Archive for the ‘Swine Flu’ Category

Have you had the swine flu?

Have you thought you or a family member might have a bad case of swine flu? Perhaps you didn’t know whether you should go to the emergency room or call your doctor for an urgent office visit. There have been some mixed messages on when to seek professional care for swine flu. We want to hear from readers impacted by the swine flu epidemic.

Brant Sanderlin, bsanderlin@ajc.com

Brant Sanderlin, bsanderlin@ajc.com

AJC Reporter Craig Schneider would like to hear your story. Craig can be reached at 404-526-5463, or at cschneider@ajc.com.

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DOCTOR IS IN: Nation moves quickly toward H1N1 vaccine

BY SRILATHA EDUPUGANTI, MD, MPH

Assistant professor of medicine in the Division of Infectious Diseases, Department of Medicine, Emory University School of Medicine; Medical director of the Hope Clinic of the Emory Vaccine Center; investigator in the adult H1N1 influenza clinical trials.

With the arrival of fall, and schools and colleges well under way, Georgia already has seen a substantial number of cases of novel H1N1 flu. Although it appears that most cases have been mild, there have been more serious cases, just as there are every year with seasonal flu.

Doctors in the region have noted serious illness not only among individuals with underlying medical conditions but also among young, previously healthy individuals.

The U.S. government declared the H1N1 outbreak a public health emergency in April 2009, and two months later the World Health Organization classified the outbreak a pandemic, reflecting its widespread nature. To minimize the impact of H1N1 flu in our …

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DOCTOR IS IN: When flu is, and isn’t, an emergency

BY JIM FORTENBERRY, M.D.

Pediatrician-in-Chief, Children’s Healthcare of Atlanta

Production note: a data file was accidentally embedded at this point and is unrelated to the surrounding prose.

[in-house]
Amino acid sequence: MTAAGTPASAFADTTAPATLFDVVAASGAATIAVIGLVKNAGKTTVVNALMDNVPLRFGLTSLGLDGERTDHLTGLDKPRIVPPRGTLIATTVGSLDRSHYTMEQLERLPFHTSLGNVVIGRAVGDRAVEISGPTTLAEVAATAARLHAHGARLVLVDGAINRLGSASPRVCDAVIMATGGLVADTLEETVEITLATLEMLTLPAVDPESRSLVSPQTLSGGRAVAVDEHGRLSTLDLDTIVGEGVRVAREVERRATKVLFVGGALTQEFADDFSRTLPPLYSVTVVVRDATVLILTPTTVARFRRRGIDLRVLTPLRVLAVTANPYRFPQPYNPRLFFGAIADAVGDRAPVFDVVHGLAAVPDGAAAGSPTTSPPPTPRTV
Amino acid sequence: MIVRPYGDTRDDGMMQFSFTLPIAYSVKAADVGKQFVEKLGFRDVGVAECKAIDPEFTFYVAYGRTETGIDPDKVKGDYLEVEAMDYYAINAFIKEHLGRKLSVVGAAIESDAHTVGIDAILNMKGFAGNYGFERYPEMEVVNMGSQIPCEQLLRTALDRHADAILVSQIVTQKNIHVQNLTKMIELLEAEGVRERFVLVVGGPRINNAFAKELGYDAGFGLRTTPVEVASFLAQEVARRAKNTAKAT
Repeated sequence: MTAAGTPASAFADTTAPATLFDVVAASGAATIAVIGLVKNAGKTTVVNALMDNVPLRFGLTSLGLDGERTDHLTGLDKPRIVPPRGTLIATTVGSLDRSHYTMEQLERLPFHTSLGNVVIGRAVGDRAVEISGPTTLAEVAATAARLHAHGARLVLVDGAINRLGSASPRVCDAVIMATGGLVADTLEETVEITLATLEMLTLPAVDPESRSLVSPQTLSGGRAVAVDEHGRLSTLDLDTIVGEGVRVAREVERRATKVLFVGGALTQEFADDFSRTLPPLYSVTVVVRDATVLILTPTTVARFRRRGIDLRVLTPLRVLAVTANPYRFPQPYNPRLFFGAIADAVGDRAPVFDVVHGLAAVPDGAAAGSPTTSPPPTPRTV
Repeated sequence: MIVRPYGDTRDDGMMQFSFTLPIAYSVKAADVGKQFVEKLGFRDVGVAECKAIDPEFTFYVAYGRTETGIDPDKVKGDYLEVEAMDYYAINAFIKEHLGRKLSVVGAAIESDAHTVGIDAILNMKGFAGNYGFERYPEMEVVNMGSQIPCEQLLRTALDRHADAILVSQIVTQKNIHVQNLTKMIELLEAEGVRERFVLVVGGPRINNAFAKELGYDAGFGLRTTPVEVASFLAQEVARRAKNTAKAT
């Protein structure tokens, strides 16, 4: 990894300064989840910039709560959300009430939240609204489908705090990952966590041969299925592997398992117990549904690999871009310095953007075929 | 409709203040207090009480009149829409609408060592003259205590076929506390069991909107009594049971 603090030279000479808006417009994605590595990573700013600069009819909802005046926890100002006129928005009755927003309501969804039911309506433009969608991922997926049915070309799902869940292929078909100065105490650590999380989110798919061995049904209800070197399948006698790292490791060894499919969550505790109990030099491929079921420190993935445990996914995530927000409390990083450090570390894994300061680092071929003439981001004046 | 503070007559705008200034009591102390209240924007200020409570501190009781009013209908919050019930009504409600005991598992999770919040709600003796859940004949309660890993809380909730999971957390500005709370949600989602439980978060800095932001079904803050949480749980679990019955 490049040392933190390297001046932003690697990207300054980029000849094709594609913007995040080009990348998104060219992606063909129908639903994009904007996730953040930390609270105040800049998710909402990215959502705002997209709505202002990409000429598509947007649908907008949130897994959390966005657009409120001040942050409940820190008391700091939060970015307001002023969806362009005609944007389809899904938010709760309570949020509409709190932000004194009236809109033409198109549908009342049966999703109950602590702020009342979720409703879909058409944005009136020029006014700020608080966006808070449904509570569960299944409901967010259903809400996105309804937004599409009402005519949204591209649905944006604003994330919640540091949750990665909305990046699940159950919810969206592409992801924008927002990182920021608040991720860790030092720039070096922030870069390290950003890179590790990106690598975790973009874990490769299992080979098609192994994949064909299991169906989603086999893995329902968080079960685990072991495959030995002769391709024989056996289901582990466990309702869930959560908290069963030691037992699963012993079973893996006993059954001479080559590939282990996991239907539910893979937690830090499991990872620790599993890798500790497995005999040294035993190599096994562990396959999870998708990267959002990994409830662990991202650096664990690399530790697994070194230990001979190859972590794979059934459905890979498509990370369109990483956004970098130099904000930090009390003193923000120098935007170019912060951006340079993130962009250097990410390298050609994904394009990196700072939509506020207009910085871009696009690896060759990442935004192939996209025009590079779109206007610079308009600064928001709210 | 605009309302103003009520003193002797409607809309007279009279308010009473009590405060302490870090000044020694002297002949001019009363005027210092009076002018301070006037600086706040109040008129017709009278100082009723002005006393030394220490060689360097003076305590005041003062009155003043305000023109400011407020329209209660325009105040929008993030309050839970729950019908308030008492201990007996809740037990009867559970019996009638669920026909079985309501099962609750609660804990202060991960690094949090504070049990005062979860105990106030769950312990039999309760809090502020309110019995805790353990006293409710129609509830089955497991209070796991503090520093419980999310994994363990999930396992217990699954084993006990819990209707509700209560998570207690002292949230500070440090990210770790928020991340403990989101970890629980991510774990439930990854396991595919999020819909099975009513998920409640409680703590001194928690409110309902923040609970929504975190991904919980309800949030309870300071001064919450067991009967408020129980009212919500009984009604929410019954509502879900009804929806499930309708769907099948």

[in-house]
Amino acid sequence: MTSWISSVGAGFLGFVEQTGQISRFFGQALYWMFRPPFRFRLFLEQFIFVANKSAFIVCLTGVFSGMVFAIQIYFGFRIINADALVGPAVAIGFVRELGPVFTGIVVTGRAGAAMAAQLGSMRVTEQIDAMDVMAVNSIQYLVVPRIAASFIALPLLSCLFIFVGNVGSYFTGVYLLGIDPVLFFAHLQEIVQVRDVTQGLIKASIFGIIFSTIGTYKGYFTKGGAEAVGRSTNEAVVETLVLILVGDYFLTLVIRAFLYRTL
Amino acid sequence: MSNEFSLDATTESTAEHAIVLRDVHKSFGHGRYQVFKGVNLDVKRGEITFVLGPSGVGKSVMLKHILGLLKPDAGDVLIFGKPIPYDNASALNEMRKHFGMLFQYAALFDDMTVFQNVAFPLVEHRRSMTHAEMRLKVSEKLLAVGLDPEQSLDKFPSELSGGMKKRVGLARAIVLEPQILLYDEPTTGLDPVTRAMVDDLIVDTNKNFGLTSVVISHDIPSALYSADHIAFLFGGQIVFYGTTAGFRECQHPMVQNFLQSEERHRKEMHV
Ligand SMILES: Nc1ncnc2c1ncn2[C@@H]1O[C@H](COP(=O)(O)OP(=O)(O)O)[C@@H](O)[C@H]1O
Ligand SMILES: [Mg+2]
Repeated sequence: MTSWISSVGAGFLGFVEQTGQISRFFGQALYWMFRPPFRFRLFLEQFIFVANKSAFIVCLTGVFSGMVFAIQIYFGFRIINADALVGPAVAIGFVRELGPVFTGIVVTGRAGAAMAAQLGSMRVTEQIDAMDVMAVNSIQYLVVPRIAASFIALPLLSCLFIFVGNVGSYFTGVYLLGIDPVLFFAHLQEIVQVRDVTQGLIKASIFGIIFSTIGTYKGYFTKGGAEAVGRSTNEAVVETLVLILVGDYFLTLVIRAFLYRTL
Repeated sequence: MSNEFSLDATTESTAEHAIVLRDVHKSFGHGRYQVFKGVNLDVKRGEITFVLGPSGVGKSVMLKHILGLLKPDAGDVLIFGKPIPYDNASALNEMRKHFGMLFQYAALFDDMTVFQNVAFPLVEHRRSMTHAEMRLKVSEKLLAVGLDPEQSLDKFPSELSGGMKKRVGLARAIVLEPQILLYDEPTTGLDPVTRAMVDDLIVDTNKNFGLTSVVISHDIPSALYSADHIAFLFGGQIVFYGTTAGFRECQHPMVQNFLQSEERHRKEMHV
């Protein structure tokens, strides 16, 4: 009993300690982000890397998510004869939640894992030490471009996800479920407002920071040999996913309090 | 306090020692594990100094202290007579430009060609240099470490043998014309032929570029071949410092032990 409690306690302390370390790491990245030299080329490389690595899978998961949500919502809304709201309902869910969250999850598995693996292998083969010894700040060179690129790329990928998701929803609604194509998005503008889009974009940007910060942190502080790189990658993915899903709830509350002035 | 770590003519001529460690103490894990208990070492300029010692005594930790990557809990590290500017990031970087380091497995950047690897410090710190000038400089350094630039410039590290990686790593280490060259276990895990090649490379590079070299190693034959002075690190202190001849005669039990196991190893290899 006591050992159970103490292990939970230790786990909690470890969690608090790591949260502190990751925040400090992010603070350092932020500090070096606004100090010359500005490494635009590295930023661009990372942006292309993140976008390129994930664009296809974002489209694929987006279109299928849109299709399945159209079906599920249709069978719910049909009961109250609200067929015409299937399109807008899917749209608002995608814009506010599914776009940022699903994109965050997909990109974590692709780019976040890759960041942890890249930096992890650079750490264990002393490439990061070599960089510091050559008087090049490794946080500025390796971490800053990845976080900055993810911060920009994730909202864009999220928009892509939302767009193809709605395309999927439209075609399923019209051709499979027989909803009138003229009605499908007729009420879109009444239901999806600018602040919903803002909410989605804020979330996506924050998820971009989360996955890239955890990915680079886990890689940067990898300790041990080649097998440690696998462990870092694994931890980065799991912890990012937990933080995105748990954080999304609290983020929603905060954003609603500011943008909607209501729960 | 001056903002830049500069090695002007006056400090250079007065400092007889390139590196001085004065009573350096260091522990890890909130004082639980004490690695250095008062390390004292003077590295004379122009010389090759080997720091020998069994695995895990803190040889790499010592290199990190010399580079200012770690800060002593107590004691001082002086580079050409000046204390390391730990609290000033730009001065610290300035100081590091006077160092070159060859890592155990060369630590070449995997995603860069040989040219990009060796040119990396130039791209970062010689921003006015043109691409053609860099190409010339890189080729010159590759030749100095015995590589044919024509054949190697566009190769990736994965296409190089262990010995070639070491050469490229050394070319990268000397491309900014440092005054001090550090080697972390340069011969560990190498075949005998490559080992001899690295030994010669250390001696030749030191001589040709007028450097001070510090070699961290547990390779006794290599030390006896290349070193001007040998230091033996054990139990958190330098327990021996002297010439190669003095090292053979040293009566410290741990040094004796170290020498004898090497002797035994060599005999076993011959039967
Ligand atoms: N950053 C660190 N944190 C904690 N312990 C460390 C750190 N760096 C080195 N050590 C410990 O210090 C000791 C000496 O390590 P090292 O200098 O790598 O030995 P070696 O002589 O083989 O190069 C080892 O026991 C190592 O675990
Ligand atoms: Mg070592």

The first thing on many parents’ minds right now is how to protect their children from the flu. And, time after time, parents bring children with flu symptoms to the emergency room when it’s not an emergency.

While H1N1 flu is a new strain, at present it is acting just like a mild-to-moderate case of the flu with the same type of outcomes as seasonal influenza.

Parents should take away that H1N1 title and name, and think of this as the flu. Think of it this way: “If this was the regular flu, would I be going to the emergency room?”

The symptoms of H1N1 flu in people are similar to the symptoms of seasonal flu and include fever, lethargy, lack of appetite and coughing. Some people with H1N1 flu also have reported runny nose, sore throat, nausea, vomiting and diarrhea.

The great majority of children don’t have a level of illness that needs medication or requires hospitalization, and can be managed …

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DOCTOR IS IN: Why are we getting diseases from animals?

By Bruce S. Ribner, MD
Diseases transmitted from animals to humans are called zoonotic diseases. Even though we hear about a disease such as swine flu and think this type of transmission must be uncommon, animal to human spread of infection is more common than you think.

Zoonotic diseases can be caused by all types of pathogens, viruses, bacteria, and parasites, and can cause various symptoms such as diarrhea, muscle aches and fevers. Sometimes infected persons experience severe symptoms that can be life threatening.

Swine Influenza (swine flu) is a respiratory disease of pigs caused by type A influenza viruses that causes regular outbreaks in pigs. People do not normally get swine flu, but human infections can occur, most often in persons who work directly with pigs. Swine flu viruses have been reported to spread from person-to-person, but in the past, this transmission was limited.

About 75 percent of the new diseases affecting humans in the past decade can be traced to …

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Atlanta, how worried are you about the swine flu?

By Joy Johnston

Over the weekend, health officials became increasingly concerned about widespread outbreaks of the swine flu in various parts of the world. The hardest hit area so far appears to be Mexico City but after a confirmed outbreak in New York City, U.S. officials have declared a public health emergency.

Homeland Security Secretary Janet Napolitano said the declaration was standard operating procedure and that the public should think of it as a “declaration of emergency preparedness.” It appears so far that the strain of the swine flu impacting the U.S. is milder than the type that has killed dozens in Mexico.

It’s also important to note that the swine flu is usually very treatable, though with like any flu strain, symptoms can range fom mild to severe.

(Just for the record, despite the name, you cannot get swine flu from consuming pork products. While there have been swine flu outbreaks in farm environments where it spreads from pigs to humans, just like with other …

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